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Where The SideWalk Ends by Shel Silverstein (poetry interpretation)

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cassandra gastelum

on 3 June 2011

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Transcript of Where The SideWalk Ends by Shel Silverstein (poetry interpretation)

Where The Sidewalk Ends by Shel Silverstein Sheldon Allan Silverstein was born on September 25,1930 in Chicago,Illinois. Shel started out as a comic and song writer. He never saw himself writing children's books but one day a friend of his introduced him to Harper Collins’ legendary Ursula Nordstrom. Soon after,in 1964 The Giving Tree was published. The Giving Tree showed to be a massive hit. Where the Sidewalk Ends,a collection of poems (obviously including the poem Where the Sidewalk Ends) was published in 1974. Two more collections followed: A Light in the Attic in 1981, and Falling Up in 1996. Silverstein enjoyed a long successful career up until his death in May of 1999. To this day,many people still read and pass on Silverstein's works to younger generations. Shel Silverstein will forever be thought of as one of the greatest childrens authors and poets. Speaker: The speaker is an optimistic person in a pessimistic world.

Tone: The tone is optimistic and hopeful. Where the Sidewalk Ends


There is a place where the sidewalk ends A
And before the street begins, B
And there the grass grows soft and white, C
And there the sun burns crimson bright, C
And there the moon-bird rests from his flight C
To cool in the peppermint wind. B

Let us leave this place where the smoke blows black D
And the dark street winds and bends. A
Past the pits where the asphalt flowers grow E
We shall walk with a walk that is measured and slow, E
And watch where the chalk-white arrows go E
To the place where the sidewalk ends. A

Yes we'll walk with a walk that is measured and slow, E
And we'll go where the chalk-white arrows go, E
For the children, they mark, and the children, they know F
The place where the sidewalk ends. A Touch,sight sight touch,sight touch,sight,smell sight sight sight sight Hyperbole: Shel Silverstein uses certain words to make the town or place sound worse and the place "Where the Sidewalk Ends" sound peaceful. It sounds as if he is discribing the end of the world and for some,it may feel like the end. c< c< c< c< c< c< "and there the moonbird rests from his flight to cool in the peppermint wind" "let us leave this place where the smoke blows black" "past the pits where the asphalt flowers grow" "we shall walk with a walk that is measured and slow" "to the place where the sidewalk ends" "where the chalk-white arrows go" show that the tone is hopeful and optimistic. with the line "Where the chalk-white arrows go" it shows that where the sidewalk ends,not many dare to go;children have a wonderful sense of imagination and know that it's a good place. "We shall walk with a walk that is measured and slow" where the sidewalk ends,you must walk slowly and go through it paced to fully experience it. Running would mean getting through it quickly and not really experiencing it. symbol: The sidewalk is a symbol for life and also imagination. Where the sidewalk ends could mean death. It could also be imagination because many people are afraid to step where the sidewalk ends because they don't know what lingers there and if it is dangerous or not;children know that imagination is a great thing and they think this way until society tells them it's wrong or weird. Theme: Live life to the fullest and when times get you down remember that the light at the end of the tunnel is ahead,have hope for your future. Literally,this poem is about living your life how you want,not missing out on things and never giving up. The author lived by this and became so much and changed so many lives. It's crazy to think that you could someday make a huge difference. Because "to the world you may just be a person,but to a person you may be the world." This poem is an optimistic outlook on life. Does not contain:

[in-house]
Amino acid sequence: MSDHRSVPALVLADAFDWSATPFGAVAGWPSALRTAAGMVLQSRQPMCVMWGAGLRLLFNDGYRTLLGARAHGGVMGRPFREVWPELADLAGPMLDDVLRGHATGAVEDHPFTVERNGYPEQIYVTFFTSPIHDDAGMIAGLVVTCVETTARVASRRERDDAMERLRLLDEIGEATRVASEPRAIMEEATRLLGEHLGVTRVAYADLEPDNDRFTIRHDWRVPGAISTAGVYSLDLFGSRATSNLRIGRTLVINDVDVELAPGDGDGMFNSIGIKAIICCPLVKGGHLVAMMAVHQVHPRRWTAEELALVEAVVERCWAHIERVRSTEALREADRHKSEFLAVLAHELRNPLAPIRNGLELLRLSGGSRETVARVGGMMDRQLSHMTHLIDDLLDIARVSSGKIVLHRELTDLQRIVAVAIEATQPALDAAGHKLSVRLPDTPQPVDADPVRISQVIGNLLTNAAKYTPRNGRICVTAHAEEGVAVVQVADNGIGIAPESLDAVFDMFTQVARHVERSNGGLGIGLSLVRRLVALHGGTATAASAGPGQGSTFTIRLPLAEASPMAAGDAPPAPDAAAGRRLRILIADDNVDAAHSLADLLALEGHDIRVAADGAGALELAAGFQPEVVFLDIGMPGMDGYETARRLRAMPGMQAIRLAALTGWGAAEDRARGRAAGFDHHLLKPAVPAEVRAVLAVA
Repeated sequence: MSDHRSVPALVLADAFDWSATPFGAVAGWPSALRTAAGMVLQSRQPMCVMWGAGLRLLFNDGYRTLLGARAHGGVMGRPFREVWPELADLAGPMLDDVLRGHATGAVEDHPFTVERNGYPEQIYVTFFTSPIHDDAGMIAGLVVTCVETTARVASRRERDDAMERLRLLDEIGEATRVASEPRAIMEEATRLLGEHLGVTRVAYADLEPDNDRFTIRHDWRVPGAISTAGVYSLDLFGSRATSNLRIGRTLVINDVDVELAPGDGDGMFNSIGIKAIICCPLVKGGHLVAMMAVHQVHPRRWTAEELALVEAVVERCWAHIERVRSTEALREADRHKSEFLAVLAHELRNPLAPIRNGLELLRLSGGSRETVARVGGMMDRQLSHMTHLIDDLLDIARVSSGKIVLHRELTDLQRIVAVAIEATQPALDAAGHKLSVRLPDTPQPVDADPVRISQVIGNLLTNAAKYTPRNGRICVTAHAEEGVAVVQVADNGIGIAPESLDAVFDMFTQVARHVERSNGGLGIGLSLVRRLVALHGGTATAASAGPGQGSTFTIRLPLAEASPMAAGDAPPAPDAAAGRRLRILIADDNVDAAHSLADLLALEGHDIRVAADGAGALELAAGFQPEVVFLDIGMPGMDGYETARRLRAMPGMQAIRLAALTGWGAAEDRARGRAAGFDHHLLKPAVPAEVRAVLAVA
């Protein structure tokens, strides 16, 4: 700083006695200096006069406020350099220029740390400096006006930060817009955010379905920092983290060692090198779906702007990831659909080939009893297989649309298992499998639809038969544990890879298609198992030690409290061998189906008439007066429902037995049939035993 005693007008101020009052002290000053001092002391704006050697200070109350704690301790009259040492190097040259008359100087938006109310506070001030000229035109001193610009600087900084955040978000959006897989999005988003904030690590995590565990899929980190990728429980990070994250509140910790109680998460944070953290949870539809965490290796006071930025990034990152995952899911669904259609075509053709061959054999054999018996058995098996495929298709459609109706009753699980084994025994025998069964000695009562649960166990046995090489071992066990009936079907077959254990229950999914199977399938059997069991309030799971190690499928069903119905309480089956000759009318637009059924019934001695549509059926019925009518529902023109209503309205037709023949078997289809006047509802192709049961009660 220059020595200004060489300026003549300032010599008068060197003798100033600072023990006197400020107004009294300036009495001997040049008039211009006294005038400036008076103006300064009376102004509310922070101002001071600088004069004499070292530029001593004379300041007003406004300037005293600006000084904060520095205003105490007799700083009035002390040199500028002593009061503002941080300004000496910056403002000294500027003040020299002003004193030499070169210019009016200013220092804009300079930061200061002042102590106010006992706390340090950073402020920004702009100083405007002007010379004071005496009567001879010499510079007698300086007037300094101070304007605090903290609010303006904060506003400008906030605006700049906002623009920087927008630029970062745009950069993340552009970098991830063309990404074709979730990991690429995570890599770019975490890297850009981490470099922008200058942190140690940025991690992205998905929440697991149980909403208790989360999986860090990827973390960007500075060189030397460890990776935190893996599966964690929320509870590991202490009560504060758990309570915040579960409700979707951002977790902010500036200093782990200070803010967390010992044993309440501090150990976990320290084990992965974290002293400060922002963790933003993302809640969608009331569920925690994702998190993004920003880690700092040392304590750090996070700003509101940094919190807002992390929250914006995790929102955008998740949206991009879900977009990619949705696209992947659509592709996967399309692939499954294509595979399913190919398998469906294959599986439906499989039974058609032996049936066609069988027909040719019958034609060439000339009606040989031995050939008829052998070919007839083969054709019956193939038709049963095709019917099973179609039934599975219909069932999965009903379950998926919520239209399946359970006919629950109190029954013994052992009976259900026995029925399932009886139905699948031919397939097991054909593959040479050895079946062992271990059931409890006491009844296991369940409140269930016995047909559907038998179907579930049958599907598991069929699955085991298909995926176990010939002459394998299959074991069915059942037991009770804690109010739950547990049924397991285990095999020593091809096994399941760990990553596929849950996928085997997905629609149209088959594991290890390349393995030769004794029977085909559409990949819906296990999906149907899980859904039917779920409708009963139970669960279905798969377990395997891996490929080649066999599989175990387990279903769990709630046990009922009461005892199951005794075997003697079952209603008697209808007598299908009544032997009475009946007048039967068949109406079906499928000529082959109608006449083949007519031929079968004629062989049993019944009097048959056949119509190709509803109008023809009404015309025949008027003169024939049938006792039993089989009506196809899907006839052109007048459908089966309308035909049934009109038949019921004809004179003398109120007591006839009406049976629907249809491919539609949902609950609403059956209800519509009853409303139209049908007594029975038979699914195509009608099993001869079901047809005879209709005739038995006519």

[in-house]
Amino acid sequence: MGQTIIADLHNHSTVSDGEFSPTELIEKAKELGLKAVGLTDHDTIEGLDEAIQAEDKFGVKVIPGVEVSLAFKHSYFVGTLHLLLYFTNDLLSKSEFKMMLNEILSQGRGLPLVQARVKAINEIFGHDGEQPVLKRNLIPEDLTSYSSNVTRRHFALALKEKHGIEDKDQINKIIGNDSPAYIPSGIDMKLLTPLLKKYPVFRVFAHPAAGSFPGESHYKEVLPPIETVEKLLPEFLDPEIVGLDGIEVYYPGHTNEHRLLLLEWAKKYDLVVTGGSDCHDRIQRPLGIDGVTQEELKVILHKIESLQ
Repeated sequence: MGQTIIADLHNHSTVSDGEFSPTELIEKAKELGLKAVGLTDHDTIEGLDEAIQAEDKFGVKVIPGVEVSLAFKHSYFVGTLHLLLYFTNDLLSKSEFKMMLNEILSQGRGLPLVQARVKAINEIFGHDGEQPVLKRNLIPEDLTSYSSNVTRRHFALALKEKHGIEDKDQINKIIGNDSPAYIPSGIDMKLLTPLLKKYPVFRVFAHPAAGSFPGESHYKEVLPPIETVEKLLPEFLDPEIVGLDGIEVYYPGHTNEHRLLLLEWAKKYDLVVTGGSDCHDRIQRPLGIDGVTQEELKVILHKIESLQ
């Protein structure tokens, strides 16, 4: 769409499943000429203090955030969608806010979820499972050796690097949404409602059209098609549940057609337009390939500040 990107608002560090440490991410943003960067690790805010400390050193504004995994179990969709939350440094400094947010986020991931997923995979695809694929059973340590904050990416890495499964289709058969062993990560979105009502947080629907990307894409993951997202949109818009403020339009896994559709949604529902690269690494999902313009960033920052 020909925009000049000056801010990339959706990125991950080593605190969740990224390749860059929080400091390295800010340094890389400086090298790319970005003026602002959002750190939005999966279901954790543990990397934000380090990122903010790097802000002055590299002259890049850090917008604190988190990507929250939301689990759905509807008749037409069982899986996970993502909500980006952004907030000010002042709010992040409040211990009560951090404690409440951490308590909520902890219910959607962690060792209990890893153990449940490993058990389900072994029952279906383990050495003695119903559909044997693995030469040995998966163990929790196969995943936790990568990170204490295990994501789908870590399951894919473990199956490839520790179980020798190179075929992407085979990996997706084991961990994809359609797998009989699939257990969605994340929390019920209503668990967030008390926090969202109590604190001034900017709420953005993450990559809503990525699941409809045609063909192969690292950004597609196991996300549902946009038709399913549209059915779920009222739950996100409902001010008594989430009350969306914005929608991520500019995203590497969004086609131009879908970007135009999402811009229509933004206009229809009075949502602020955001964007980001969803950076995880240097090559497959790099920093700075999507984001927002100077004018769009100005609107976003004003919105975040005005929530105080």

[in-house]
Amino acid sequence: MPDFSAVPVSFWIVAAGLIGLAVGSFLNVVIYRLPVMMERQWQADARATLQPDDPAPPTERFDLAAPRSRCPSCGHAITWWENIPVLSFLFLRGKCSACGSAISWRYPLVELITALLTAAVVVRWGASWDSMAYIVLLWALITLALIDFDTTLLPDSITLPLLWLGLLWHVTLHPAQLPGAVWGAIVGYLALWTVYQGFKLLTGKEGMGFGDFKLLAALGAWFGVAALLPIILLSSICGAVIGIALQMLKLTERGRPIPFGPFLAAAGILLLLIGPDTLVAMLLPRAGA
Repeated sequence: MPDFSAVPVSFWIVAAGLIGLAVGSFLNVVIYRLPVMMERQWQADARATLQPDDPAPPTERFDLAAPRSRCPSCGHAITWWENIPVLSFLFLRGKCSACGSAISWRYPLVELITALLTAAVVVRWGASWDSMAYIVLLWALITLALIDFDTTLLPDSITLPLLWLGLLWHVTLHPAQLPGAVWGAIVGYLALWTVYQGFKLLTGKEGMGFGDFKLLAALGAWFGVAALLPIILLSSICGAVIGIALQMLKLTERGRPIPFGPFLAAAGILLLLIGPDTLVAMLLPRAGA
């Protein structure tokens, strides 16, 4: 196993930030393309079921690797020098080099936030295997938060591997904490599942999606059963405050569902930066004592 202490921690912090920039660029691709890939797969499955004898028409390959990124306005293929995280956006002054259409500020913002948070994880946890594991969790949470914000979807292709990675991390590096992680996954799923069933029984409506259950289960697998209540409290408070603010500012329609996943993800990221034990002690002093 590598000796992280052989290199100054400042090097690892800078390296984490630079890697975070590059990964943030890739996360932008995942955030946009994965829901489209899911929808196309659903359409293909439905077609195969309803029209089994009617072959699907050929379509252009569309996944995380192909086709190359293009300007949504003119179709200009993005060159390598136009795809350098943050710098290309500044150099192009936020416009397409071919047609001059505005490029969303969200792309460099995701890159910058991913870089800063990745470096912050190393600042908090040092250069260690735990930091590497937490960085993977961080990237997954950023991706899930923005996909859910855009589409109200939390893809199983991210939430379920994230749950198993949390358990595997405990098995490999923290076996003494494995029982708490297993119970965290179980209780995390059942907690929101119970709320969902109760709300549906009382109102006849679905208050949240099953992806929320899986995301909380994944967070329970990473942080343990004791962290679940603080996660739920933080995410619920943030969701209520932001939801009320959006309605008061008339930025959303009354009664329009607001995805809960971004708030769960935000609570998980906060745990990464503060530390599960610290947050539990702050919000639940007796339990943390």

quatrains
similes
personification
onomotopaeia
Irony
allusion Where the Sidewalk Ends by Shel Silverstein




There is a place where the sidewalk ends
And before the street begins,
And there the grass grows soft and white,
And there the sun burns crimson bright,
And there the moon-bird rests from his flight
To cool in the peppermint wind.

Let us leave this place where the smoke blows black
And the dark street winds and bends.
Past the pits where the asphalt flowers grow
We shall walk with a walk that is measured and slow,
And watch where the chalk-white arrows go
To the place where the sidewalk ends.

Yes we'll walk with a walk that is measured and slow,
And we'll go where the chalk-white arrows go,
For the children, they mark, and the children, they know
The place where the sidewalk ends.
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